Karachi Calling!

Pakistani laborers work a multistory building in Karachi, Pakistan i i

hide captionPakistani laborers work on the construction of a multistory building in Karachi, Pakistan, which is attracting foreign investment in real estate developments.

Asif Hassan/AFP/Getty Images
Pakistani laborers work a multistory building in Karachi, Pakistan

Pakistani laborers work on the construction of a multistory building in Karachi, Pakistan, which is attracting foreign investment in real estate developments.

Asif Hassan/AFP/Getty Images

Pakistan's Economic Powerhouse

Map: Karachi is Pakistan's largest city. i i
Alice Kreit/NPR
Map: Karachi is Pakistan's largest city.
Alice Kreit/NPR

Karachi, the economic lifeline of Pakistan, is one of the world's largest and most crowded cities. It's built along a natural harbor facing the Arabian Sea, and this central location between the Middle East and India has made Karachi an important trading port for hundreds of years.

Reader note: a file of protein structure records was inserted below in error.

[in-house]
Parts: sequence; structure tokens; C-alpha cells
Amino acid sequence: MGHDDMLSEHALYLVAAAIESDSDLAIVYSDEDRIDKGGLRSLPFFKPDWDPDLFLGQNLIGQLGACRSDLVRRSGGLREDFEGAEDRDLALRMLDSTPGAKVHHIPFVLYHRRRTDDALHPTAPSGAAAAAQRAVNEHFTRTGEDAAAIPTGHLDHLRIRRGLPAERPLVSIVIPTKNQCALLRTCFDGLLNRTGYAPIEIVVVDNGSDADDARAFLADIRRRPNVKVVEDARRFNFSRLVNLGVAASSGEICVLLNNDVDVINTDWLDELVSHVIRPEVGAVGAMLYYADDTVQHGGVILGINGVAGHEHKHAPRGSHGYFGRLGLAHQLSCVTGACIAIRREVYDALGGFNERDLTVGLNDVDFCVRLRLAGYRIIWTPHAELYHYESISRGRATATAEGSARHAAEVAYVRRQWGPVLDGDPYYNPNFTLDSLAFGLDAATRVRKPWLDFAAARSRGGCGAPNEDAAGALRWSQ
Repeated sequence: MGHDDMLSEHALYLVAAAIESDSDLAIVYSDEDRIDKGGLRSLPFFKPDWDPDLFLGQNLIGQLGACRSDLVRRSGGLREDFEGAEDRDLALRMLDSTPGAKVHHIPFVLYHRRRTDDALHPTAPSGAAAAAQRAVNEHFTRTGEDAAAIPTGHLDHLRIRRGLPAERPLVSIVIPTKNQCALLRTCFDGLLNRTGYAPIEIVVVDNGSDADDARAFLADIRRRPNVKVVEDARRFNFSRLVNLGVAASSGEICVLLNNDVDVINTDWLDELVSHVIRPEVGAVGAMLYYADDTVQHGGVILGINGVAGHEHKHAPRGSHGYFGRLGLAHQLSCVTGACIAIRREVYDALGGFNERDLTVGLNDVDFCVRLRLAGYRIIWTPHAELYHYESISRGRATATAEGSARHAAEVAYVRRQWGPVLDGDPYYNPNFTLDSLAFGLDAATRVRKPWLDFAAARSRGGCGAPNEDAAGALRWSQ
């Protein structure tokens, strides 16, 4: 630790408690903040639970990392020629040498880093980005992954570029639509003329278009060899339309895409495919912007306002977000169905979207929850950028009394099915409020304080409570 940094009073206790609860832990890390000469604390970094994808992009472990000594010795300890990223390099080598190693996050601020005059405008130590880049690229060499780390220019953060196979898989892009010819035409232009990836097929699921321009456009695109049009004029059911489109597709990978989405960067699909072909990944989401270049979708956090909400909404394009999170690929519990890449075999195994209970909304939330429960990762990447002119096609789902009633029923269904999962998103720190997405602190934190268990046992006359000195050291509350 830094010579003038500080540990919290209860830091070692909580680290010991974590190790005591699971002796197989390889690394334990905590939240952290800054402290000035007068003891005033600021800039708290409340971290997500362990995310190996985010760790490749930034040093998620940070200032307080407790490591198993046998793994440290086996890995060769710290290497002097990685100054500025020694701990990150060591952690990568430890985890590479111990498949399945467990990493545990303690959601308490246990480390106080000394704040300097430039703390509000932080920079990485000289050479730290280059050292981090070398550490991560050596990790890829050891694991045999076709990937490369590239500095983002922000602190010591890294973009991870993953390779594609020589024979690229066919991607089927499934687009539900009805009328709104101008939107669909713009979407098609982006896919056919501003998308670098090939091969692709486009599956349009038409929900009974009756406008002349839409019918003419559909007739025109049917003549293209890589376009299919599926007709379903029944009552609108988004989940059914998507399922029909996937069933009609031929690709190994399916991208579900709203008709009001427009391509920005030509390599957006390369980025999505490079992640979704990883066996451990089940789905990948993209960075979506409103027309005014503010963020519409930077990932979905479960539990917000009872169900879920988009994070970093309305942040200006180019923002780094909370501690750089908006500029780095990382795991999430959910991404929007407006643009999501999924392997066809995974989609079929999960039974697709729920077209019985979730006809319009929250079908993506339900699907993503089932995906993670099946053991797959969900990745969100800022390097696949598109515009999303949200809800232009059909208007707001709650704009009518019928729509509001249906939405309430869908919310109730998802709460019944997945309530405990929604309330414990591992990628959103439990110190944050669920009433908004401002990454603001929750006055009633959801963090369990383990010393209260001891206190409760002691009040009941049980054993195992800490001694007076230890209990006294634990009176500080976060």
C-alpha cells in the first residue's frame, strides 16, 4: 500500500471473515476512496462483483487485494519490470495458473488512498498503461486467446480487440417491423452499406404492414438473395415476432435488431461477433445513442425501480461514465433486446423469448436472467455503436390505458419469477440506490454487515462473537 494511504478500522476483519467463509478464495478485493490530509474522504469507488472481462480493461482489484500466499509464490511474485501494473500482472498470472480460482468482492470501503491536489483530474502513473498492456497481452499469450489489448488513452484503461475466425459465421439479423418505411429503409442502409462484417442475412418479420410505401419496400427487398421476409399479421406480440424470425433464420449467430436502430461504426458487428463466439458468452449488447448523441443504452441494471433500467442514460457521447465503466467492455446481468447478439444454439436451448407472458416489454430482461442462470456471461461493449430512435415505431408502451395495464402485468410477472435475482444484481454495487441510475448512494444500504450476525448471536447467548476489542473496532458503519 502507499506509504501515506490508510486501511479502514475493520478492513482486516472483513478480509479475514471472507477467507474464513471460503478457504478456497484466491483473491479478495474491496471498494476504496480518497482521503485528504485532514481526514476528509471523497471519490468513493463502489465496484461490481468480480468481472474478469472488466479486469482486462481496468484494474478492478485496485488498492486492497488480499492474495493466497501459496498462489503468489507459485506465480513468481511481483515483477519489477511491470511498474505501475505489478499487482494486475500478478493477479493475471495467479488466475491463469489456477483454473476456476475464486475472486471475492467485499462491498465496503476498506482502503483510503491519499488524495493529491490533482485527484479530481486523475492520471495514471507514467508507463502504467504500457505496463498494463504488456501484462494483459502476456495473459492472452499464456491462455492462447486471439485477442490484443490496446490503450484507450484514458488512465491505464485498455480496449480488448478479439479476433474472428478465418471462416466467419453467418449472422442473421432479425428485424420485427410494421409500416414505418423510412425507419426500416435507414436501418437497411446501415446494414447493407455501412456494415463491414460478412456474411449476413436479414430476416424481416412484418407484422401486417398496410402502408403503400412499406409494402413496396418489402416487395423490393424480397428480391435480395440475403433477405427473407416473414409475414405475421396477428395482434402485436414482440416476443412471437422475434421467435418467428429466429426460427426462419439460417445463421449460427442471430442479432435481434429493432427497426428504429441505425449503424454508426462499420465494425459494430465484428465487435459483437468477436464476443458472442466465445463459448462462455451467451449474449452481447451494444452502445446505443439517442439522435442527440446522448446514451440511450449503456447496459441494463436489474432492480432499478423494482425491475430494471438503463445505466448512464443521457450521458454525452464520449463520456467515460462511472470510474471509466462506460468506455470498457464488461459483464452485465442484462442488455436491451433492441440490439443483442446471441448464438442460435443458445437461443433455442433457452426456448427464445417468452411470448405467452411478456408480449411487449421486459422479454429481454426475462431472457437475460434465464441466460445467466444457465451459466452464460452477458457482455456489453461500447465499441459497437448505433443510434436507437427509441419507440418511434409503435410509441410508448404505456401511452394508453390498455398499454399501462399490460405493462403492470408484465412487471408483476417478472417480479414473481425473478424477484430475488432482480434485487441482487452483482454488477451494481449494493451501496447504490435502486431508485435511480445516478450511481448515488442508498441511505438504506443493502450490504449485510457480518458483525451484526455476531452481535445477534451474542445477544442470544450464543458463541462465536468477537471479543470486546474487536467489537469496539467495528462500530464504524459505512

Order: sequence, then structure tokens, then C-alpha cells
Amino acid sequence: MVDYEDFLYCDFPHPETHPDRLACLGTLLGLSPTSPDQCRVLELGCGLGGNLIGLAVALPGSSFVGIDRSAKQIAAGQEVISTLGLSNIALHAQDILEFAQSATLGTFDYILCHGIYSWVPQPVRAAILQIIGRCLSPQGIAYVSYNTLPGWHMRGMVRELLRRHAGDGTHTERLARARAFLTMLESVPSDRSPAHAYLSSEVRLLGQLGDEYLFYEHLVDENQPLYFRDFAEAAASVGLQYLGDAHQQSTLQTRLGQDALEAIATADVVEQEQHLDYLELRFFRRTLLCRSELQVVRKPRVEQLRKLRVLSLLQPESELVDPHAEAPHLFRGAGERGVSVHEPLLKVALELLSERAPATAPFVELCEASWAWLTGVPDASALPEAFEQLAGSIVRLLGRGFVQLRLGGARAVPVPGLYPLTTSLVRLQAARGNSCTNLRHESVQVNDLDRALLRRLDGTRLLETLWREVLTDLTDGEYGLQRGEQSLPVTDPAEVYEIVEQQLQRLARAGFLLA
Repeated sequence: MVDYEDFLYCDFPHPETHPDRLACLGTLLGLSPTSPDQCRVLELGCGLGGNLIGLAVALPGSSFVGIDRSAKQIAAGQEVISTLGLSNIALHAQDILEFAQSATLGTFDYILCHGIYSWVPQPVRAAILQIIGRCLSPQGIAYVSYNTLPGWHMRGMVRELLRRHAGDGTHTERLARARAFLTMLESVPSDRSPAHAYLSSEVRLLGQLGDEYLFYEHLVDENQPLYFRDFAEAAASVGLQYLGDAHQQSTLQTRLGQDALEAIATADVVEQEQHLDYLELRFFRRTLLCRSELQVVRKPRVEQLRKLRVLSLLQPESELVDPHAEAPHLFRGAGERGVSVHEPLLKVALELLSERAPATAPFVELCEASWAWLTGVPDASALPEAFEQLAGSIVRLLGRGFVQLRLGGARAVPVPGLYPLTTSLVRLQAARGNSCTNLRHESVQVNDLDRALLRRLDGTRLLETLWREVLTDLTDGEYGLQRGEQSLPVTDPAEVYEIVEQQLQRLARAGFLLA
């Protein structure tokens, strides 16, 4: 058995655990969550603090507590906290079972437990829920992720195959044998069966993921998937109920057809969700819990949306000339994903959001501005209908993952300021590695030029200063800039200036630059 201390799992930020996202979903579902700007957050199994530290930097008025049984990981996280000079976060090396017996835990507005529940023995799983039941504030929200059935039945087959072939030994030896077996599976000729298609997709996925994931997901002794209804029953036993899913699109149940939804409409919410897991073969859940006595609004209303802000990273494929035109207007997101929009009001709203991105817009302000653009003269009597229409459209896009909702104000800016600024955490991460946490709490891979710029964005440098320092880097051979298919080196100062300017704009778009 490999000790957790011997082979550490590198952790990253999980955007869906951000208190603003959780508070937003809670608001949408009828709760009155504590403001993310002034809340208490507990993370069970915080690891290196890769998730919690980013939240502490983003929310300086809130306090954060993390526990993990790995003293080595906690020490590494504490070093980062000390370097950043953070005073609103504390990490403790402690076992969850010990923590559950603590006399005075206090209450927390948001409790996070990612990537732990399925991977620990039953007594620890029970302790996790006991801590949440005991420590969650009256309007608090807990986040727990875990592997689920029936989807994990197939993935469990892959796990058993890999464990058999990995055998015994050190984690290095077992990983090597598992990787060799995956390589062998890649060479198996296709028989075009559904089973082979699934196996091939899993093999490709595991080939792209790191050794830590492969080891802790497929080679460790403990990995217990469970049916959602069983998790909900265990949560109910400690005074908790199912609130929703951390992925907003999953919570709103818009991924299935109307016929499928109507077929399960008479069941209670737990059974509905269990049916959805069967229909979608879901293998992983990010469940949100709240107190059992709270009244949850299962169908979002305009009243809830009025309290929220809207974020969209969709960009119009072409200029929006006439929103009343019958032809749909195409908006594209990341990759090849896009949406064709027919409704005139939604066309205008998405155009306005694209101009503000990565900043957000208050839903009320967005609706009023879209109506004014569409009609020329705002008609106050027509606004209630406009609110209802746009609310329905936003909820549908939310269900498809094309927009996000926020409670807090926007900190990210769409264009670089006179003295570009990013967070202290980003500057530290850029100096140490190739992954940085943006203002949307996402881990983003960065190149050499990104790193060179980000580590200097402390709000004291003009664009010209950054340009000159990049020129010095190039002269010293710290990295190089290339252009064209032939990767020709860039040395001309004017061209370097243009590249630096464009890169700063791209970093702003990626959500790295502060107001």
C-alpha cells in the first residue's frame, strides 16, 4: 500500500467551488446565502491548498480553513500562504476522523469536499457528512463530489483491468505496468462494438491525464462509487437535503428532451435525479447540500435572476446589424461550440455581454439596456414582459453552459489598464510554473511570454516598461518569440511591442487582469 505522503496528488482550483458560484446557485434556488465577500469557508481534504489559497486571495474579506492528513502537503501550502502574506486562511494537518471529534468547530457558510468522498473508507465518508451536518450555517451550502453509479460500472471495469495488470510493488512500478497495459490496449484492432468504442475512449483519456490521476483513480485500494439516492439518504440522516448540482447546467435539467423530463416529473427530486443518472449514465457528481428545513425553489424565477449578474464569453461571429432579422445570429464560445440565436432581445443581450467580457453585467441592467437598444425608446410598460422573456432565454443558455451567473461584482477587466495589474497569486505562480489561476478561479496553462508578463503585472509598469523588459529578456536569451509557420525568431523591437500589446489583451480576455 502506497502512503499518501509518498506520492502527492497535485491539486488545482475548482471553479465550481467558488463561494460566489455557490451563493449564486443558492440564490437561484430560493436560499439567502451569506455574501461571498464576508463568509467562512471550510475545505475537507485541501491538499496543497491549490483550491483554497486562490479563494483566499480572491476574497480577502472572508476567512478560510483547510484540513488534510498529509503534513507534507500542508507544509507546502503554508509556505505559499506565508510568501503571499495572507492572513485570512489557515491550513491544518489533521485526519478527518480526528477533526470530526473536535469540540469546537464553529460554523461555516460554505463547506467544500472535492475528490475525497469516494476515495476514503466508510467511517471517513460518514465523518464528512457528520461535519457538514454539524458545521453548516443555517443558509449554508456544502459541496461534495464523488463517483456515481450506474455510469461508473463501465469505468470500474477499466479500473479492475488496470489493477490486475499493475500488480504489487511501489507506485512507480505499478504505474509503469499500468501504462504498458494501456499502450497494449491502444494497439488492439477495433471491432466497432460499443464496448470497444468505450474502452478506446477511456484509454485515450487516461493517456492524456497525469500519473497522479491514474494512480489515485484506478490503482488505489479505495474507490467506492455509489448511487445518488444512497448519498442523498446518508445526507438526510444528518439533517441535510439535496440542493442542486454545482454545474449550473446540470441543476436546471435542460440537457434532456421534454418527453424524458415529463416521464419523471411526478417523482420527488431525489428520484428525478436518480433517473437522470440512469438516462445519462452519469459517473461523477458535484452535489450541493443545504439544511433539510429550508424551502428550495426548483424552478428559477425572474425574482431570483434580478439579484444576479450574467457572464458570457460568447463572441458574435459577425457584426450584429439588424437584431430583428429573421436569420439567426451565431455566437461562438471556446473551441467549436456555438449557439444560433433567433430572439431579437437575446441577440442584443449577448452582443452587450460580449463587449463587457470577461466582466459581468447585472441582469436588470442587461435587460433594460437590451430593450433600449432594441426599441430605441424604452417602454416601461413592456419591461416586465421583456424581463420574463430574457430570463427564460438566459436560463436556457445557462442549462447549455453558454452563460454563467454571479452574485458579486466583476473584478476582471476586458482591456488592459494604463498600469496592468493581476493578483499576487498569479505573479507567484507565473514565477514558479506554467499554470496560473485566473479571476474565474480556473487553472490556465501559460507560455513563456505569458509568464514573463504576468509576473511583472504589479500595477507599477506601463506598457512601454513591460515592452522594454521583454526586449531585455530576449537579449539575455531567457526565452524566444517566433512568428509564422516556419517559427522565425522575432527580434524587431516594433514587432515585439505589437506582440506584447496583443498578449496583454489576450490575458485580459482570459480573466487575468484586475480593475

Today, Karachi encompasses both its old seafront district and a sprawling web of commercial and residential development that covers almost 1,400 square miles. Its contemporary landscape spans skyscrapers, posh golf resorts, congested roadways and sprawling squatter colonies.

 

Karachi accounts for 25 percent of Pakistan's gross domestic product. The Port of Karachi handles 60 percent of Pakistan's cargo, and the Karachi Stock Exchange is one of Asia's most active trading markets. The city's main industries include shipping, trade, finance, banking, information technology, manufacturing, real estate, media and education.

 

But like any big city, it has its share of problems. Pollution, crime, corruption and political volatility are just some of the issues confronting the 12 to 18 million "Karachiites" who call this overcrowded city home. Karachi is 60 times larger than it was when Pakistan was created in 1947. And with the population growing at an annual rate of 6 percent, one of the biggest challenges for city officials is managing the tensions and violence that often flare along ethnic and religious lines.

 

—Bilal Qureshi

Profiles:
A Karachi Cab Driver